R pre-processing

_{2}-transformed using the

forcePositive (_{2}-transform the expression values. Background correction referred to as

For transforming the data, a simple log_{2}-tranformation (

Data was normalized using quantile normalization (

All methods used are implemented in the R packages affy

Statistical measures

In the following, the statistical measures used are briefly summarized. Unless otherwise noted, all statistical calculations were performed using R. A small R-package to conduct and reproduce the described analyses is available from the authors upon request. For the visualizations displayed in Figures

Signal to noise ratios

One aim of normalization is to minimize, for each gene, the within group variability while maximizing the between group variability also referred to as mean sum of square within

and mean sum of square between

respectively.

Here, k represents, for a given gene, the number of groups, n_{i }the size of group i, _{ij }the j^{th }value in group i. The aim is to maximize _{1 }= n_{2 }= n_{3 }= 4, and

Pseudo-ROC curves

One of the main uses of expression arrays is the identification of genes that are differentially expressed under various experimental conditions. A typical identification rule filters genes with p-values and/or fold change exceeding a given threshold. Given a set of known true positives (TP) and false positives (FP), Receiver Operator Characteristic (ROC) curves offer a graphical representation of both specificity and sensitivity for such a detection rule. ROC curves are created by plotting the true positive rate (sensitivity) against false positive rate (1-specificity) obtained at each possible threshold value. Since we only know about TP (20 genes known to be deregulated by TGF-β), we made use of so-called pseudo-ROC curves

Log_{2 }ratios, residual standard deviation, and p-values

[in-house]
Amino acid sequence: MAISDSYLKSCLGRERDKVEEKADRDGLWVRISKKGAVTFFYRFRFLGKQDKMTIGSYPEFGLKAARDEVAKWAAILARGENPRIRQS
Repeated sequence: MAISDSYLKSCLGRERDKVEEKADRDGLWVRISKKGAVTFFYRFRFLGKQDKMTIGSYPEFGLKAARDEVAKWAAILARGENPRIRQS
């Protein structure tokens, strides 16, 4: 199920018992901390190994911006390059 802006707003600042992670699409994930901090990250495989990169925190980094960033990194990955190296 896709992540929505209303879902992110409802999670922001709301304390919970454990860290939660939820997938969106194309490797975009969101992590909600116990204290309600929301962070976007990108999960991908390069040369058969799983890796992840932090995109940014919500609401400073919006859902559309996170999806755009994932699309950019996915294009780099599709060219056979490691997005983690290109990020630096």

The log_{2 }ratios, residual standard deviation, and p-values were calculated using linear models in combination with the moderated t-statistic as supplied by limma

Regression analysis of fold change values and qRT-PCR measurements

To get an overall impression of how good of a fit of the fold change levels detected using the different normalization methods to the qRT-PCR results are, an orthogonal regression for the observations was performed using the

Naming conventions

The following naming conventions are used to refer to different normalization methods:

R normalizations

•

•

•

•

BeadStudio normalizations

•

•

Authors' contributions

PB did the laboratory work, KF-C and RS conducted the statistical and bioinformatics analyses, CI, WH, BB and RE supported the statistical analyses, CI supervised the statistical analyses, DM and KQ supervised the project. RS and PB wrote the manuscript and all authors proofread the manuscript. All authors read and approved the final manuscript.

Acknowledgements

We would like to thank Simon Anders, Elin Axelsson, Richard Bourgon, Bernd Fischer, Audrey Kauffmann, Gregoire Pau, and Jörn Tödling for helpful discussions and Stephen Gelling for proofreading.